Conversations have come to light about the Food and Drug Administration’s (FDA) plans to amend their policies on blood donations from queer men. The proposed plan outlines that queer men who are in monogamous relationships will be able to donate blood, without abstaining from sex.
Previously, the guidelines announced in 2015 were that queer men could donate blood after abstaining from sex for a year. However, the time period of a year was shortened by federal officials to three months in response to blood shortages during the pandemic.
The FDA plans to issue the new guidelines in the coming months. In order to successfully donate blood, queer men will be required to complete an individualized risk assessment. While assessment content is still being developed, the questionnaire will inquire about potential donors’ sexual partners witthin the past three months, according to an FDA official.
If individuals completing the assessment state that they haven’t had any new sexual partners within three months, they will be able to donate blood. However, those who say otherwise will be asked if they’ve engaged in anal intercourse. Those who state that they’ve engaged in anal intercourse will be required to wait three months before donating blood.
The Centers for Disease Control and Prevention (CDC) have stated that unprotected anal sex provides a higher risk of HIV transmission. Additionally, FDA officials claim that three months is an enough time for a sexually active potential donor to wait, as they would be able to detect an HIV infection.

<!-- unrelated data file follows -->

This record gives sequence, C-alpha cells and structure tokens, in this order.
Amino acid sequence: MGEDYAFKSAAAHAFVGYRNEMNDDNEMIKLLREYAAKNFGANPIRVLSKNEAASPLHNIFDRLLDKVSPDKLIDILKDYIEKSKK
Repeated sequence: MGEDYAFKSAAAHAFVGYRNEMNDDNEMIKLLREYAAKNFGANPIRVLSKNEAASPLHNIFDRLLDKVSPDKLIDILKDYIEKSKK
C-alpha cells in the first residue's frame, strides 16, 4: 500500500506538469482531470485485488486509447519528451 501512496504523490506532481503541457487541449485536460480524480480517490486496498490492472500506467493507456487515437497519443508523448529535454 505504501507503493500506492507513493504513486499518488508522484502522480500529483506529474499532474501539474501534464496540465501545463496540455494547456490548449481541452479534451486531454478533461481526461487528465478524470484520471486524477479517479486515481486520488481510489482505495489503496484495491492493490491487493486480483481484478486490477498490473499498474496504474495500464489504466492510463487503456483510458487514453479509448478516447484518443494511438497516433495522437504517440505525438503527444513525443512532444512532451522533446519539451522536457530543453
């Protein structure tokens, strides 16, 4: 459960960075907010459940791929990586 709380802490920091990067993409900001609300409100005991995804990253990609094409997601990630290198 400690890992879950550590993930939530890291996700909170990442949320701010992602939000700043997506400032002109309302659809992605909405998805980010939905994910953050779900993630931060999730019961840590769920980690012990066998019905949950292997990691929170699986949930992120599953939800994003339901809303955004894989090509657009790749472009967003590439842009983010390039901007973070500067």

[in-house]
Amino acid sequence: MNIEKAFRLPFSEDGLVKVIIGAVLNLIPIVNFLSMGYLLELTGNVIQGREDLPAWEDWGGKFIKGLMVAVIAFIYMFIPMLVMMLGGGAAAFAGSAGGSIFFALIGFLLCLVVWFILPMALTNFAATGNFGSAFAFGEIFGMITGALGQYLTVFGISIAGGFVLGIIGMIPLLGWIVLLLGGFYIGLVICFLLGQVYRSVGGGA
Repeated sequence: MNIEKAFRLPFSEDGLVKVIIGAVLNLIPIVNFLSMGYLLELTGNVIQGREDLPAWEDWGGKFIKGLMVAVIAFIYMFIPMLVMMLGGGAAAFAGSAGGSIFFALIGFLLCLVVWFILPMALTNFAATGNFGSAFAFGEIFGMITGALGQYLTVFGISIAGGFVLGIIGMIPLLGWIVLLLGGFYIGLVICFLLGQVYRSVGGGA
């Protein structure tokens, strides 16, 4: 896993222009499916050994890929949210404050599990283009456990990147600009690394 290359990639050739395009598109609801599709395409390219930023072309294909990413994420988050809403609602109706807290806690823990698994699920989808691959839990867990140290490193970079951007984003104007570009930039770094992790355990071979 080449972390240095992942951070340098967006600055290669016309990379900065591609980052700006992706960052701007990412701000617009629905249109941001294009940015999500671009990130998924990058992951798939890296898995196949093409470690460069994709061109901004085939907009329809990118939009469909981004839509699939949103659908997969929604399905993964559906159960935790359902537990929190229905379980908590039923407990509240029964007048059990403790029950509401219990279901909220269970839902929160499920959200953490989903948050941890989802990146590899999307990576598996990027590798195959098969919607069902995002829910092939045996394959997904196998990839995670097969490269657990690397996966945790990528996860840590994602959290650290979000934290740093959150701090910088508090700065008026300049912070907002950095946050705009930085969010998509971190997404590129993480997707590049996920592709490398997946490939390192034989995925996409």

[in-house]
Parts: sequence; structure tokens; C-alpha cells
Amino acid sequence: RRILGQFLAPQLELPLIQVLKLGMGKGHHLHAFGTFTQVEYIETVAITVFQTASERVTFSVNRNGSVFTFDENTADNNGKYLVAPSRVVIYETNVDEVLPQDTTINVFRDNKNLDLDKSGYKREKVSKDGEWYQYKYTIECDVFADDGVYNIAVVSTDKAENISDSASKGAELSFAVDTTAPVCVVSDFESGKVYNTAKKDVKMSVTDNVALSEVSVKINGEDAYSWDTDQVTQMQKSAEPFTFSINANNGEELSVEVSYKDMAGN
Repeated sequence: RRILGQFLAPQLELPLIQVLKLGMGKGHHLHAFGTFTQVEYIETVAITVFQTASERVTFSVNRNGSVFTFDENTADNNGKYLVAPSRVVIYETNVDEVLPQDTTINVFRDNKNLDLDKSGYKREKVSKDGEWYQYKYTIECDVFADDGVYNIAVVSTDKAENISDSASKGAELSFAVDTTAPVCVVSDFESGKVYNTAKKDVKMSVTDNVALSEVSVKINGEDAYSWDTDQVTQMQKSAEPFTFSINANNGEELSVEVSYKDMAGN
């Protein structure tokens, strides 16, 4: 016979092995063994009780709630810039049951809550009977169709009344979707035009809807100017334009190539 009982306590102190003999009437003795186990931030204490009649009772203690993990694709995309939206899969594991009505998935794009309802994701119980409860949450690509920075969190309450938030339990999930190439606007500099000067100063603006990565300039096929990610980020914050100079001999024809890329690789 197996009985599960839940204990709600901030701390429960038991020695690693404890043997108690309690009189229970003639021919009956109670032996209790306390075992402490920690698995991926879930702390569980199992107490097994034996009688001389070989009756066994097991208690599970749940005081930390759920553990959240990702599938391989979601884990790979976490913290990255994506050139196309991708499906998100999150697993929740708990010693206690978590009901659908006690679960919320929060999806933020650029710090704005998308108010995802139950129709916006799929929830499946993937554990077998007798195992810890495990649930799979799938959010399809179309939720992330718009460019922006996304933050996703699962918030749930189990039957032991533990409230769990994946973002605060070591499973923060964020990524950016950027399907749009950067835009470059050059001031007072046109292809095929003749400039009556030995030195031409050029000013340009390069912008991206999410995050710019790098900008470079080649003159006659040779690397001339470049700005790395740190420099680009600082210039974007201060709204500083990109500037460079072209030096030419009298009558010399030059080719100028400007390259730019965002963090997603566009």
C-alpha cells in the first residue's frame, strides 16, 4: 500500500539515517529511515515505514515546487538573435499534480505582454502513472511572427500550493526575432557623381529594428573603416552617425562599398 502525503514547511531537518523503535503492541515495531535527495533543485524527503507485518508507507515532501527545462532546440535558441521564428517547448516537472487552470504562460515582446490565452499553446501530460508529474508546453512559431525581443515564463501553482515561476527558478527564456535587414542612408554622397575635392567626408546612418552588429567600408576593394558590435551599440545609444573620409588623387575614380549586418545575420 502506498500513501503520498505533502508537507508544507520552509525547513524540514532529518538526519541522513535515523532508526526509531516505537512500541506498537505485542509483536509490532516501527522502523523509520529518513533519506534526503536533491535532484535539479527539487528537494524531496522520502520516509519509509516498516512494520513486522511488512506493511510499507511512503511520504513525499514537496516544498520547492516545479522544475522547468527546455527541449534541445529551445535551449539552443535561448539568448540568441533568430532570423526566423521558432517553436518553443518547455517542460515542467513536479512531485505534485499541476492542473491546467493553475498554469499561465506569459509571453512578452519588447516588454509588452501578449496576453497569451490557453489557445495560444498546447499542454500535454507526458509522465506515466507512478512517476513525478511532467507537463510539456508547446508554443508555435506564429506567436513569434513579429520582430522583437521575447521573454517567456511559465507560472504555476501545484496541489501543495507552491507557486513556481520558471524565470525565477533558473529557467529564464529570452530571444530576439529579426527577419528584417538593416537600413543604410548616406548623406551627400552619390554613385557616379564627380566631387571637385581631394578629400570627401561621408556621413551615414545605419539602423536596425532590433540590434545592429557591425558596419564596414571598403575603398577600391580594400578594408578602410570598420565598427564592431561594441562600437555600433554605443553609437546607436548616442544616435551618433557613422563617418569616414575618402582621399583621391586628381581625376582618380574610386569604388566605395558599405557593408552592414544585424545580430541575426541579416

While this a step closer towards queer men being able to donate blood, this screening step still discriminates against queer men. The Human Rights Campaign (HRC) and other LGBTQ+ advocacy groups have pushed for these discriminatory blood donation policies to end. With the pandemic leading to blood shortages across the United States, more organizations and lawmakers have called for this ban on queer men’s blood donations to end as well.
“It is a completely outdated policy that doesn’t reflect our current ability to test blood for HIV or the medical science around HIV,” said Sarah Warbelow, HRC’s legal director, for The Wall Street Journal.
With advances in technology and medical science around sexual health and testing for HIV, the ban remains a discriminatory and redundant barrier. It was once only felt by queer men, but is now felt by all across the country when the pandemic led to blood shortages.
“This is a crisis of the FDA’s own making,” stated Jay Franzone for NBC News. The LGBTQ+ advocate remained abstinent for a year in order to donate blood in January 2017. “They can change the policy — even temporarily — and they can do so today. The only thing stopping them is bigotry and fear.”